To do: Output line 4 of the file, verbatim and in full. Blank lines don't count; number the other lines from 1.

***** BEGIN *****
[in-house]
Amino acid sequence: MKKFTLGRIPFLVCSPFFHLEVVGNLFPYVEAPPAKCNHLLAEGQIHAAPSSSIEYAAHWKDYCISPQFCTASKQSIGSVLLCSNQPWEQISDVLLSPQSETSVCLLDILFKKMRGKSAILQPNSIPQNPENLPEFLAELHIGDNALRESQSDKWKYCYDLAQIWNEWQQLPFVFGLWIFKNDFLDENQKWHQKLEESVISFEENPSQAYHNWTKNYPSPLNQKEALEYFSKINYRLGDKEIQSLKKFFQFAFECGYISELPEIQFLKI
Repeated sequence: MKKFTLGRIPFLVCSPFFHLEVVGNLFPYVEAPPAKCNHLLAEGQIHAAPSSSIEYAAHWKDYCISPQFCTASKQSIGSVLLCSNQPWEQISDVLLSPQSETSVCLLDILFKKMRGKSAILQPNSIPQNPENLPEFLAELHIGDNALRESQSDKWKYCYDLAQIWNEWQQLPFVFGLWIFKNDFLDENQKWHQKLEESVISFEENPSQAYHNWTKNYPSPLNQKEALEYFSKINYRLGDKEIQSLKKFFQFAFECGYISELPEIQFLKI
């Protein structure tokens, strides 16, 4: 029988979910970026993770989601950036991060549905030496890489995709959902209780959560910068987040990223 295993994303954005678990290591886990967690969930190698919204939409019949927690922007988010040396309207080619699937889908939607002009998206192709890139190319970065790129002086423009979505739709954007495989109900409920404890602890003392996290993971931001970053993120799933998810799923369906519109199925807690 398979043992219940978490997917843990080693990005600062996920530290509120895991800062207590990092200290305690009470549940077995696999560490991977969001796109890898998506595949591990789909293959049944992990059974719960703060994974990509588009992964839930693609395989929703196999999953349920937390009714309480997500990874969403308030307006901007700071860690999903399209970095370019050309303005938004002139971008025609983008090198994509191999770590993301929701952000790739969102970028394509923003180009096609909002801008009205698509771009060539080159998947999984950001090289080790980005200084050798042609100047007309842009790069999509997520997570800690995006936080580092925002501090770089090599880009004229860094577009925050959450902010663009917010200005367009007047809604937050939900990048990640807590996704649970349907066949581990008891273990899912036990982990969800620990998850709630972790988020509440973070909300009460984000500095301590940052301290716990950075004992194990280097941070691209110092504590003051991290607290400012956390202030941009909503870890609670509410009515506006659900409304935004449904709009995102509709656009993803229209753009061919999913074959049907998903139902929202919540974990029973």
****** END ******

């Protein structure tokens, strides 16, 4: 029988979910970026993770989601950036991060549905030496890489995709959902209780959560910068987040990223 295993994303954005678990290591886990967690969930190698919204939409019949927690922007988010040396309207080619699937889908939607002009998206192709890139190319970065790129002086423009979505739709954007495989109900409920404890602890003392996290993971931001970053993120799933998810799923369906519109199925807690 398979043992219940978490997917843990080693990005600062996920530290509120895991800062207590990092200290305690009470549940077995696999560490991977969001796109890898998506595949591990789909293959049944992990059974719960703060994974990509588009992964839930693609395989929703196999999953349920937390009714309480997500990874969403308030307006901007700071860690999903399209970095370019050309303005938004002139971008025609983008090198994509191999770590993301929701952000790739969102970028394509923003180009096609909002801008009205698509771009060539080159998947999984950001090289080790980005200084050798042609100047007309842009790069999509997520997570800690995006936080580092925002501090770089090599880009004229860094577009925050959450902010663009917010200005367009007047809604937050939900990048990640807590996704649970349907066949581990008891273990899912036990982990969800620990998850709630972790988020509440973070909300009460984000500095301590940052301290716990950075004992194990280097941070691209110092504590003051991290607290400012956390202030941009909503870890609670509410009515506006659900409304935004449904709009995102509709656009993803229209753009061919999913074959049907998903139902929202919540974990029973």